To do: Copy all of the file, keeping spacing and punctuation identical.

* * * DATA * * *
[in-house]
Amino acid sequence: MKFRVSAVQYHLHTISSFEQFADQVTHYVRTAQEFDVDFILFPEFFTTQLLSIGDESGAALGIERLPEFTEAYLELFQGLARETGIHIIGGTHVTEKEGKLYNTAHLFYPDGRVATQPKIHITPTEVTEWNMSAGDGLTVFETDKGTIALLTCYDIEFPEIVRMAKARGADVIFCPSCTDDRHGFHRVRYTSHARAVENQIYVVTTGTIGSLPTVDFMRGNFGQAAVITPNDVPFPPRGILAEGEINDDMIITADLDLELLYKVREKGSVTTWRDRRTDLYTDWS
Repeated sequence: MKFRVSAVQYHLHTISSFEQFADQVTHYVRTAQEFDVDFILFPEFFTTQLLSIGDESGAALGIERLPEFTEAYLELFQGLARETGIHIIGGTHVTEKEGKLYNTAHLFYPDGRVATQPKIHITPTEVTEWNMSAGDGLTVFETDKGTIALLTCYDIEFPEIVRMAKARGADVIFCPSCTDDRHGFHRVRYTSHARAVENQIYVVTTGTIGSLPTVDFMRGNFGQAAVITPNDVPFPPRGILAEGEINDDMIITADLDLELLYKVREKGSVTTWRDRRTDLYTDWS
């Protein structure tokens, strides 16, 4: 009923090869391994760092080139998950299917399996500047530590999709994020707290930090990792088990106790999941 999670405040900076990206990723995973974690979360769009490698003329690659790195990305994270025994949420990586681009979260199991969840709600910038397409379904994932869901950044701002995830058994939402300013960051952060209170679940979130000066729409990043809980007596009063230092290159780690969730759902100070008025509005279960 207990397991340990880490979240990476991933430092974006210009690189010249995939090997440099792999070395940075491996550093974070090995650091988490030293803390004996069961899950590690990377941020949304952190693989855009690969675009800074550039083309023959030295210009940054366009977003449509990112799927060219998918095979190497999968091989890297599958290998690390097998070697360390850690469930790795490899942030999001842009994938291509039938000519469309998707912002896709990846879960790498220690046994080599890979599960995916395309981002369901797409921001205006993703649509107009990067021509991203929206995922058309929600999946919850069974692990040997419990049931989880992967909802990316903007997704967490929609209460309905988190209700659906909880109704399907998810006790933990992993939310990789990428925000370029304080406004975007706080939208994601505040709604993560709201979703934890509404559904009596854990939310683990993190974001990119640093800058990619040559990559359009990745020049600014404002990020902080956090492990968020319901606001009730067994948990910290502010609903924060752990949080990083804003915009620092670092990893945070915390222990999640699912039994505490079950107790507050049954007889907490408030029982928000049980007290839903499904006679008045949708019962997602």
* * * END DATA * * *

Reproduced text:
[in-house]
Amino acid sequence: MKFRVSAVQYHLHTISSFEQFADQVTHYVRTAQEFDVDFILFPEFFTTQLLSIGDESGAALGIERLPEFTEAYLELFQGLARETGIHIIGGTHVTEKEGKLYNTAHLFYPDGRVATQPKIHITPTEVTEWNMSAGDGLTVFETDKGTIALLTCYDIEFPEIVRMAKARGADVIFCPSCTDDRHGFHRVRYTSHARAVENQIYVVTTGTIGSLPTVDFMRGNFGQAAVITPNDVPFPPRGILAEGEINDDMIITADLDLELLYKVREKGSVTTWRDRRTDLYTDWS
Repeated sequence: MKFRVSAVQYHLHTISSFEQFADQVTHYVRTAQEFDVDFILFPEFFTTQLLSIGDESGAALGIERLPEFTEAYLELFQGLARETGIHIIGGTHVTEKEGKLYNTAHLFYPDGRVATQPKIHITPTEVTEWNMSAGDGLTVFETDKGTIALLTCYDIEFPEIVRMAKARGADVIFCPSCTDDRHGFHRVRYTSHARAVENQIYVVTTGTIGSLPTVDFMRGNFGQAAVITPNDVPFPPRGILAEGEINDDMIITADLDLELLYKVREKGSVTTWRDRRTDLYTDWS
């Protein structure tokens, strides 16, 4: 009923090869391994760092080139998950299917399996500047530590999709994020707290930090990792088990106790999941 999670405040900076990206990723995973974690979360769009490698003329690659790195990305994270025994949420990586681009979260199991969840709600910038397409379904994932869901950044701002995830058994939402300013960051952060209170679940979130000066729409990043809980007596009063230092290159780690969730759902100070008025509005279960 207990397991340990880490979240990476991933430092974006210009690189010249995939090997440099792999070395940075491996550093974070090995650091988490030293803390004996069961899950590690990377941020949304952190693989855009690969675009800074550039083309023959030295210009940054366009977003449509990112799927060219998918095979190497999968091989890297599958290998690390097998070697360390850690469930790795490899942030999001842009994938291509039938000519469309998707912002896709990846879960790498220690046994080599890979599960995916395309981002369901797409921001205006993703649509107009990067021509991203929206995922058309929600999946919850069974692990040997419990049931989880992967909802990316903007997704967490929609209460309905988190209700659906909880109704399907998810006790933990992993939310990789990428925000370029304080406004975007706080939208994601505040709604993560709201979703934890509404559904009596854990939310683990993190974001990119640093800058990619040559990559359009990745020049600014404002990020902080956090492990968020319901606001009730067994948990910290502010609903924060752990949080990083804003915009620092670092990893945070915390222990999640699912039994505490079950107790507050049954007889907490408030029982928000049980007290839903499904006679008045949708019962997602």